business

As Saudi Prince Visits U.S., Shale Transforms Oil Relationship

Mohammed bin Salman Photographer: Simon Dawson/Bloomberg

From Franklin Roosevelt to George W. Bush, American presidents saw oil as the cornerstone of the relationship between Saudi Arabia and the U.S. -- a steady supply from the Middle East’s largest exporter was considered crucial to the economy’s well-being.

As Saudi Crown Prince Mohammed bin Salman travels to America this week, the Texas-to-North Dakota shale boom has transformed the equation. While strong relations are considered crucial to the national security of both countries, energy will probably be lower down the agenda when the prince visits President Donald Trump’s White House

In October, the U.S. imported just 563,000 barrels a day of Saudi crude, the smallest amount since June 1986 and down 75 percent from a peak of 2.24 million barrels a day in 2003.

The dramatic drop in U.S. net oil import needs will "have profound implications on energy geopolitics," said Fatih Birol, head of the International Energy Agency.

"The U.S. secretary of state today, in international discussions, must be sitting in his negotiation chair more comfortably compared to his predecessors representing a country becoming an energy exporter," Birol said in an interview earlier this year.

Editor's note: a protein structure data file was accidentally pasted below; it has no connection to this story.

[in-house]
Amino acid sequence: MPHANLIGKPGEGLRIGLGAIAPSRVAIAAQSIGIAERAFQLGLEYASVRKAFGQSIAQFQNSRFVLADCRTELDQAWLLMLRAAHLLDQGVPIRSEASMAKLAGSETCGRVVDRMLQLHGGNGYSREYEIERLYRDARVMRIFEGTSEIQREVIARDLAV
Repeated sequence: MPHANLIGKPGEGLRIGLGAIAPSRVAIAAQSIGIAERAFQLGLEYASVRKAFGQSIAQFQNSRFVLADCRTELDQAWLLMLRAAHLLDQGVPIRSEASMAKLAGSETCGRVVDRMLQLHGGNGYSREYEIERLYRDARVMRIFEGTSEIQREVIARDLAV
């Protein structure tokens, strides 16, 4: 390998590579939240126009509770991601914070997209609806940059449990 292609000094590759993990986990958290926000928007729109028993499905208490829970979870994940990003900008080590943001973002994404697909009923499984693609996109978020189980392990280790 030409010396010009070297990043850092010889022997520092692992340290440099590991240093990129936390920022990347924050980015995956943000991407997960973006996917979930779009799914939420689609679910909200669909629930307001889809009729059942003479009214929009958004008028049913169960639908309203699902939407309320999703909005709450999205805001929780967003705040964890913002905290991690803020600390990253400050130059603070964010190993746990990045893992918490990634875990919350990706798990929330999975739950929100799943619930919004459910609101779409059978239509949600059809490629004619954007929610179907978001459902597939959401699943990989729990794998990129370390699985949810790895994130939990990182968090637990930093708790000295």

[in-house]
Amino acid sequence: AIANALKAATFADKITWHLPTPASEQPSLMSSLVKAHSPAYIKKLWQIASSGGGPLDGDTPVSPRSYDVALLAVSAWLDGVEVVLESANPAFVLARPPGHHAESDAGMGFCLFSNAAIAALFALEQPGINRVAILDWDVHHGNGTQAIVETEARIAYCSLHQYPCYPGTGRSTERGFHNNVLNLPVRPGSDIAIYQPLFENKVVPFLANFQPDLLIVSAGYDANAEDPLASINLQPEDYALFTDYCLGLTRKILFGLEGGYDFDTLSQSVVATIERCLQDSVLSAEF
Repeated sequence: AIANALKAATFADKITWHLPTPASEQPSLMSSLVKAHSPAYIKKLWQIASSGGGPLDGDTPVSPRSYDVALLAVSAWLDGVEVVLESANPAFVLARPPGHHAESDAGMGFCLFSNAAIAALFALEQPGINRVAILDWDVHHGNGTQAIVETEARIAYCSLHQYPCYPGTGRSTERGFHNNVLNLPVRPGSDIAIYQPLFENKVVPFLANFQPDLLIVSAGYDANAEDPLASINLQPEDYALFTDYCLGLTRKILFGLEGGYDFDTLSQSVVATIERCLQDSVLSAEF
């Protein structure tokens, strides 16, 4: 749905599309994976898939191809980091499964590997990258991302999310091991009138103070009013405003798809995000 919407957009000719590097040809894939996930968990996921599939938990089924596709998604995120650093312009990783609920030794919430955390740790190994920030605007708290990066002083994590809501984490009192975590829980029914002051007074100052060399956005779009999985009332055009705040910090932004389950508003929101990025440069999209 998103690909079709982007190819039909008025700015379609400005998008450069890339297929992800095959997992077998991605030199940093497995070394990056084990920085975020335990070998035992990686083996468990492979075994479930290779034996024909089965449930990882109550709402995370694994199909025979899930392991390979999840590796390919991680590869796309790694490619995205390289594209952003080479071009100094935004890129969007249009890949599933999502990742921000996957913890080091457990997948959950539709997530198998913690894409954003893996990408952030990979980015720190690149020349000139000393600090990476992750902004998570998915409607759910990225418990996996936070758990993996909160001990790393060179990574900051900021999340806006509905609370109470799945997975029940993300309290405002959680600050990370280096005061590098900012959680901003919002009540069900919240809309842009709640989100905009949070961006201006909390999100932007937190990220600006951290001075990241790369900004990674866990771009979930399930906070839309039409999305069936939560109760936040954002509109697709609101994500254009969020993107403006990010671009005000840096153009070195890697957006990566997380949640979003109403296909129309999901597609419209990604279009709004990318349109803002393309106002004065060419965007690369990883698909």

Saudi Arabia only started to cut shipments into the U.S. in the second half of last year, so the annual average didn’t reflect fully the drop. On average, the U.S. bought 943,000 barrels a day in 2017, the lowest since 1988.

The drop was part of a wider campaign by the Organization of Petroleum Exporting Countries to fight a global glut that has weighed on oil prices. Saudi Arabia has been targeting the U.S. because investors pay more attention to American inventories than anywhere else.

"The U.S., still holding ample stocks and seeing impressive growth in domestic production, seems an obvious choice for Saudi cutbacks," the IEA said earlier this month. "Indeed, over the past year, shipments nearly halved.”

The freedom from Saudi oil that’s been a rhetorical aspiration for generations of American politicians is within reach.

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